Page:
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Fans suing MLB, NHL over sports blackouts win class-action status

Discussion in 'BBS Hangout' started by Xerobull, May 15, 2015.

  1. Xerobull

    Xerobull You son of a b!tch! I'm in!
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    NFL and NBA next? I freaking hope so...

    Fans suing MLB, NHL over sports blackouts win class-action status
    Regional viewing restrictions reduce choice, raise prices, fans allege.


    by Jon Brodkin - May 15, 2015 12:38pm CDT

    Like its baseball counterpart, NHL GameCenter Live only shows out-of-market games.

    NHLSports fans who sued baseball and hockey leagues for limiting access to live games through exclusive contracts and regional blackouts will be able to make their case in a class action.

    US District Court of New York Judge Shira Scheindlin yesterday granted the fans' request for class-action certification, allowing them to continue their case collectively instead of as individuals. In addition to the National Hockey League (NHL) and the Major League Baseball (MLB) commissioner's office, defendants include Comcast, DirecTV, and several teams.

    The complaint, filed in 2012, centers on contracts between the leagues and TV providers, which include territorial restrictions that reduce the choices fans have for watching their favorite teams. Fans within a home team's geographic region must buy a traditional TV package with a regional sports network (RSN) to watch the team's games, because leaguewide packages available through TV providers or over the Internet only show out-of-market games. Fans outside their favorite team's territory can only watch the games by buying out-of-market packages, since the RSNs are restricted to local territories.

    Plaintiffs allege that the contracts "limit options, and increase prices, for baseball and hockey fans who want to watch teams from outside the home television territory ('HTT') where the fans live," Scheindlin wrote. The judge's description of the allegations continued as follows:

    According to plaintiffs, defendants’ multilateral agreements impose conditions of “territorial exclusivity” that restrain individual teams and RSNs—such as the Yankees Entertainment Sports Network (“YES Network”)—from selling their content directly to fans outside the HTT (in the Yankees’ case, New York and New Jersey). According to plaintiffs, the ultimate consequence of this arrangement is that a Yankees fan living in Iowa who wants full access to a season’s worth of Yankees games has to buy an “out-of-market package” (“OMP”)—a bundle of all out-of-market games, from every team—instead of simply buying the YES Network. In plaintiffs’ view, this restraint is unnatural and anticompetitive. In its absence, RSNs would distribute their content nationwide in a la carte form, and an Iowa-based Yankees fan (for instance) would be able to choose between (1) buying the YES Network by itself, or (2) buying an OMP. Furthermore, the competition between these options would also push the price of the OMP down. For the Yankees fan in Iowa, therefore, the “but-for world” (“BFW”)—the world without the complained-of restraints—would involve two distinct but mutually reinforcing benefits. First, out-of-market fans would have more options for watching the games of their preferred teams. Second, all fans, whether they primarily follow their home teams or out-of-market teams, would be able to pay less for the OMP.​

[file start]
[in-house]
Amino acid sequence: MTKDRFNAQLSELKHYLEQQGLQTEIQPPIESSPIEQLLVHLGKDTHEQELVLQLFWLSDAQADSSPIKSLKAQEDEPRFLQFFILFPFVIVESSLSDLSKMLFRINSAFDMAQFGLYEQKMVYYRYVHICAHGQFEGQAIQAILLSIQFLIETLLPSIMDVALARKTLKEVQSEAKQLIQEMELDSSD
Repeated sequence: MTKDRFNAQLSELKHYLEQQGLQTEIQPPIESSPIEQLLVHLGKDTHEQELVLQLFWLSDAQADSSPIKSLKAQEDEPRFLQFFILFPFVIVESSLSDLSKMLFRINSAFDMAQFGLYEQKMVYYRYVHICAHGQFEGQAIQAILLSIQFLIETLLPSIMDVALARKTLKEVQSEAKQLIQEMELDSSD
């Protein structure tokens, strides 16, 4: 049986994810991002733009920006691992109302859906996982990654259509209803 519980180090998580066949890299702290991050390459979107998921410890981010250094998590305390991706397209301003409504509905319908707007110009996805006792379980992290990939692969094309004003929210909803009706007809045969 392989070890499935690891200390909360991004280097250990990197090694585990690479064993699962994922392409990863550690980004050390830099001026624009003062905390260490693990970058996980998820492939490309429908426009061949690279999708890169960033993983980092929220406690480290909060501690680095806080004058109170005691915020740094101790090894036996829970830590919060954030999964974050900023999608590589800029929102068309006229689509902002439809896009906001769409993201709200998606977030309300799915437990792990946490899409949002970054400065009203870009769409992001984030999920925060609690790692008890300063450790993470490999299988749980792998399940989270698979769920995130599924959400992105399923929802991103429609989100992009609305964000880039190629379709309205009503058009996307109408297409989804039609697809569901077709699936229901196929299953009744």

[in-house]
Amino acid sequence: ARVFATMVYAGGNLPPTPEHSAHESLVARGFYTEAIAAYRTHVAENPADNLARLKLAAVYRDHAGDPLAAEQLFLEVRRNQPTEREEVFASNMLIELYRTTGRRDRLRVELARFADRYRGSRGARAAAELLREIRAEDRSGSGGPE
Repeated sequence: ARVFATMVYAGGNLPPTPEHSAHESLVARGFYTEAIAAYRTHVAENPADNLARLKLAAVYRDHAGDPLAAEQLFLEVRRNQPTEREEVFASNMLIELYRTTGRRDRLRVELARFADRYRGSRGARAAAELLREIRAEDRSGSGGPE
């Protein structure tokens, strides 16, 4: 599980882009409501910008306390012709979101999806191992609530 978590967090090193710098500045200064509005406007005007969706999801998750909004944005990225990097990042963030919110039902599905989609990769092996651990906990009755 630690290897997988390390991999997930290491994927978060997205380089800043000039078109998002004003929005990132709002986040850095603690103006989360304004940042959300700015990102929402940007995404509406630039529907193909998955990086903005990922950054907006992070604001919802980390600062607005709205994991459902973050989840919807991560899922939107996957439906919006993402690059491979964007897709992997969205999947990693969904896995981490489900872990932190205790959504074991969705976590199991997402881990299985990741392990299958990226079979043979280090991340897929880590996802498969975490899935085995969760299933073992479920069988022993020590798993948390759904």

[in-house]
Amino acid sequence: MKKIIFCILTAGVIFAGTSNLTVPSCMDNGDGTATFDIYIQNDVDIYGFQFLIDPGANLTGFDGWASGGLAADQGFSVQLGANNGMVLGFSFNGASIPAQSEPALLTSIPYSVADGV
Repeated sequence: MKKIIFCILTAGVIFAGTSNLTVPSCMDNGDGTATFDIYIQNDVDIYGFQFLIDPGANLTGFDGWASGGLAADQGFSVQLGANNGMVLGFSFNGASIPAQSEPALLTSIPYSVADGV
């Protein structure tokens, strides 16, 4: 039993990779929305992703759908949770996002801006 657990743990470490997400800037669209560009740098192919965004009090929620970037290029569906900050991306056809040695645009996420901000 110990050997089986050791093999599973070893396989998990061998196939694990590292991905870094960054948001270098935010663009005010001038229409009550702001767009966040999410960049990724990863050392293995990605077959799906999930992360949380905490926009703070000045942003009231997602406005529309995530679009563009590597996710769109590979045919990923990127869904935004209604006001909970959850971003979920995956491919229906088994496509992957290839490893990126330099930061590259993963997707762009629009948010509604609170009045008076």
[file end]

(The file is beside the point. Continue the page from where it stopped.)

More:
MLB and the NHL argued that the plaintiffs can't be treated as a class because eliminating the territorial restrictions "would be favorable to some consumers and detrimental to others" and that many members of the putative class have no standing because they no longer subscribe to out-of-market packages, Scheindlin wrote. The judge rejected these arguments.

    "Here, every class member has suffered an injury, because every class member, as a consumer in the market for baseball or hockey broadcasting, has been deprived of an option—a la carte channels—that would have been available absent the territorial restraints," Scheindlin wrote. "On top of this general injury, certain class members have also suffered the additional injury of having to pay too much for the content they wanted."

    It wasn't all good news for the sports fans. In a separate decision issued yesterday, Scheindlin granted a motion by the defendants to exclude a damages calculation that the leagues argued suffered from numerous methodological flaws. "As a result, plaintiffs cannot prove their damages case on a class-wide basis," she wrote. However, previous cases have established that "the fact that damages may have to be ascertained on an individual basis is not sufficient to defeat class certification." The class action can still seek "Injunctive relief," i.e. changes to the leagues' behavior that would benefit fans.
     

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